The Zachary Levi-starrer goes little on the message, heavy on cliché.
NFL Hall of Famer Kurt Warner started as an undrafted, unwanted quarterback bagging groceries and wound up leading The Greatest Show on Turf with the St. Louis Rams. It’s a true story so improbable that it shouldn’t be believable as a movie. But, now that it’s a real movie in the form of American Underdog, a faith-based biopic, it does seem unbelievable. That’s not because of the inspirational tale; it’s because it’s such a mediocre sports film.
Directed by Andrew and Jon Erwin, Underdog focuses on Kurt (Zachary Levi) through the lens of his relationship with his wife, Brenda (Anna Paquin), who he meets while playing college football at Northern Iowa. Despite a limp script written by David Aaron Cohen, Jon Erwin, and Jon Gunn that recycles from better romance films and better sports films, Paquin can hold her own as Brenda. She gives the movie its only full performance as she grows from a down on her luck woman with trust issues into a confident person and true partner to Kurt.
The scenes between her and Levi early in the movie, where Paquin slowly opens herself up to this wannabe professional quarterback, are some of Underdog’s most effective moments, but it also sells her short. Brenda is a former Marine, a young single mother of two, and someone who tragically loses her parents in a natural disaster. That’s a life that deserves its own showcase. Still, by film’s end–despite a few attempts to show her wrestling with her faith after facing so many tragedies–she’s just another wife cheering her man on from the stands. It makes it seem like God’s plans for her are to learn to trust Kurt in the first two acts and then be a dutiful wife in the final act.
It’s also strange seeing a performer of Paquin’s caliber in a film with Christian undertones. It’s like finding out the cool friend you smoked with behind the bleachers in High School became a priest. But, to the movie’s credit, it doesn’t hit the audience over the head with Bible quotes or reasons why we need saving. The first thing we hear at the start of Underdog being Ronald Reagan doing the coin toss for Super Bowl XIX worried me. However, it treats Kurt and Brenda’s faith as something important to their identity without making them condescending or preachy about it.
The Erwin brothers can successfully weave strong Christian elements into a traditional movie structure with the help of legit actors and higher production values. This has paid off in the past. Their last film, 2018’s I Can Only Imagine, made a shocking 86 million at the box office. That doesn’t mean the effort works, though.
It may avoid alienating non-Christian audiences, but it will bother people who hate clichés. It leans heavily into the football metaphor of “staying in the pocket.” A good quarterback knows to stay in the pocket and keep their composure under duress. They shouldn’t run away when danger comes at them. Sorta like life, ya know? It seems like every coach in Kurt’s football career tells him this. Each time it feels like the movie is screaming at us what we need to take away from it. The feature also loves to tell us over and over some variation of the line, “I’m chasing my dreams no matter the odds,” going so far as to open Underdog with the odds of becoming an NFL QB.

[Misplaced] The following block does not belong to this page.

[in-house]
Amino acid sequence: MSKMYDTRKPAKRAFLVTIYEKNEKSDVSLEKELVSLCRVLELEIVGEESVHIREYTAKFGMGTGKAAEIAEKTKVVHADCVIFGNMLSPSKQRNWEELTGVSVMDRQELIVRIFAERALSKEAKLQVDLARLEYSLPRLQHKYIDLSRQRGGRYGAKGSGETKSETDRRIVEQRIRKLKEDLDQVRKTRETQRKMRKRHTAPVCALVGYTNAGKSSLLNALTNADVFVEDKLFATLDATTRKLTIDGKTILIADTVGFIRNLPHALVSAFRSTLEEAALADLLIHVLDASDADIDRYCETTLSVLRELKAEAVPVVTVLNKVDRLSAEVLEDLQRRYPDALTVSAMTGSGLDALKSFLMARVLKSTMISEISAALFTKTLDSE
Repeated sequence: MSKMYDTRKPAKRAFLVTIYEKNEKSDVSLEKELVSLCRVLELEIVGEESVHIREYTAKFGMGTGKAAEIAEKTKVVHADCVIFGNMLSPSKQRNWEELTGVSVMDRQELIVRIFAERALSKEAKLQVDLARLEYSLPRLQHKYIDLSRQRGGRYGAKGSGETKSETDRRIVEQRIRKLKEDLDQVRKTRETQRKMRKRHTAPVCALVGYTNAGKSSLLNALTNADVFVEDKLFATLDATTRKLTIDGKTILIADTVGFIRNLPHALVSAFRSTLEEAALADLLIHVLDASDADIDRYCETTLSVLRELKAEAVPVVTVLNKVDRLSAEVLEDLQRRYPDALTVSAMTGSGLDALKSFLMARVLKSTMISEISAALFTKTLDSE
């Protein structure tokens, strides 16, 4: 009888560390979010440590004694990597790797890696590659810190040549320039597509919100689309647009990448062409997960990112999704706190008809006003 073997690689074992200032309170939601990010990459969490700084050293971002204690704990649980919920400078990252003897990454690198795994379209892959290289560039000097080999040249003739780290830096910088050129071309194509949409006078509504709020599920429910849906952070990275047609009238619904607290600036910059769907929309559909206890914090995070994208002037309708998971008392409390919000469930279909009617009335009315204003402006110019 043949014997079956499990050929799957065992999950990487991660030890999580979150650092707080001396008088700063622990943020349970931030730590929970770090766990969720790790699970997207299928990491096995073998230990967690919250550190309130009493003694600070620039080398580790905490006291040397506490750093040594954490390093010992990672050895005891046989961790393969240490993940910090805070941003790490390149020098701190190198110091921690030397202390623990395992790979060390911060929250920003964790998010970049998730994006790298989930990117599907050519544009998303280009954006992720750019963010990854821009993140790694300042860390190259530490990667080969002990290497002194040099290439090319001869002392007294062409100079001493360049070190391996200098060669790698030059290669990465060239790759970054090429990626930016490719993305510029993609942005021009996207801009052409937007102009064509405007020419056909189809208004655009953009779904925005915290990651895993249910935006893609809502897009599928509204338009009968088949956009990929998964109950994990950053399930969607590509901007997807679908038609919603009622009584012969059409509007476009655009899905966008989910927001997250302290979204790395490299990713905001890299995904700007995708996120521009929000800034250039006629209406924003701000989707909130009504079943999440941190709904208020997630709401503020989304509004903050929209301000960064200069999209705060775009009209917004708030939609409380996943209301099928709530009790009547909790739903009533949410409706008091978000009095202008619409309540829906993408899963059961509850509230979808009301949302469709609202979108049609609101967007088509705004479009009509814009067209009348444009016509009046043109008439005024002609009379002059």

It’s a live-action Wikipedia page that goes from one important life event to another, with no momentum between scenes. One minute Kurt is daydreaming at his grocery store job, looking at Dan Marino on a box of Wheaties, before starting in the Arena Football League only a few minutes later.
By the way, the Erwin brothers shoot these arena football scenes with the intensity of a barbed wire cage match. It’s the most unintentionally funny part. Fans scream with bloodlust from the stands. The room is dark and smoky, with the sounds of bones crunching as they fly into padded walls. Maybe arena football was more intense in the early 90s, but no league can be cool if KISS owns a team.
There’s also no poorly written scene a motivational speech can’t save, especially if Dennis Quaid gives it. He shows up in the final act as St. Louis Rams coach Dick Vermeil, the one NFL coach that would give Kurt a shot. Quaid puts on Coach Dick’s “Ah shucks” demeanor and his squirrelly physicality to a creepy degree. You hire Quaid to be Quaid, not a schlubby NFL head coach.
The real Kurt Warner, who defended his teammates when they kneeled during the national anthem to protest against police brutality, seems like a genuinely nice guy with a movie-worthy life. Notably, Kurt also executive produced American Underdog with his wife, Brenda, so it may not always be the best idea to tell your own story, even if it’s incredible.
American Underdog takes a snap on December 25th in theatres.
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